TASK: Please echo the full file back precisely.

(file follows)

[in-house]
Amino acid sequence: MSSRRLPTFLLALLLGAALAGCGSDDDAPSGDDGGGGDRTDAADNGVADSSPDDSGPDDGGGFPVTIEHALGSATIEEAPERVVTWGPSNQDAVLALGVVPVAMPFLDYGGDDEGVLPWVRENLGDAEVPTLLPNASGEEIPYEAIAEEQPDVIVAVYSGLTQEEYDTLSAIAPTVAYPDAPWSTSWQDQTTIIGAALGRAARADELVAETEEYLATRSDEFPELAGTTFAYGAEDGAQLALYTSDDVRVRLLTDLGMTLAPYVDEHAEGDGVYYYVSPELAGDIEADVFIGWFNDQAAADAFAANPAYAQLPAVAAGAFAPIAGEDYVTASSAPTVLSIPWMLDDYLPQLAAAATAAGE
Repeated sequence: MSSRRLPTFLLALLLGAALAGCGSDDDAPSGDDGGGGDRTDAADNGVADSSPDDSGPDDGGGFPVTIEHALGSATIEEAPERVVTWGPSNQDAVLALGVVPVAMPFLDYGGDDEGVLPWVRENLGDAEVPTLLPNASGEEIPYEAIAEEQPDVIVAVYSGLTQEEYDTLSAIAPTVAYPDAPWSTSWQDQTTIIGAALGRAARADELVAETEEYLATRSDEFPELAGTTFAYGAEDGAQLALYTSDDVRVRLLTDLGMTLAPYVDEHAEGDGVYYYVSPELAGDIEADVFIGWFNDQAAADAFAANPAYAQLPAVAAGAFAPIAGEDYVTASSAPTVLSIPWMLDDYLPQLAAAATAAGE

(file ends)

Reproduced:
[in-house]
Amino acid sequence: MSSRRLPTFLLALLLGAALAGCGSDDDAPSGDDGGGGDRTDAADNGVADSSPDDSGPDDGGGFPVTIEHALGSATIEEAPERVVTWGPSNQDAVLALGVVPVAMPFLDYGGDDEGVLPWVRENLGDAEVPTLLPNASGEEIPYEAIAEEQPDVIVAVYSGLTQEEYDTLSAIAPTVAYPDAPWSTSWQDQTTIIGAALGRAARADELVAETEEYLATRSDEFPELAGTTFAYGAEDGAQLALYTSDDVRVRLLTDLGMTLAPYVDEHAEGDGVYYYVSPELAGDIEADVFIGWFNDQAAADAFAANPAYAQLPAVAAGAFAPIAGEDYVTASSAPTVLSIPWMLDDYLPQLAAAATAAGE
Repeated sequence: MSSRRLPTFLLALLLGAALAGCGSDDDAPSGDDGGGGDRTDAADNGVADSSPDDSGPDDGGGFPVTIEHALGSATIEEAPERVVTWGPSNQDAVLALGVVPVAMPFLDYGGDDEGVLPWVRENLGDAEVPTLLPNASGEEIPYEAIAEEQPDVIVAVYSGLTQEEYDTLSAIAPTVAYPDAPWSTSWQDQTTIIGAALGRAARADELVAETEEYLATRSDEFPELAGTTFAYGAEDGAQLALYTSDDVRVRLLTDLGMTLAPYVDEHAEGDGVYYYVSPELAGDIEADVFIGWFNDQAAADAFAANPAYAQLPAVAAGAFAPIAGEDYVTASSAPTVLSIPWMLDDYLPQLAAAATAAGE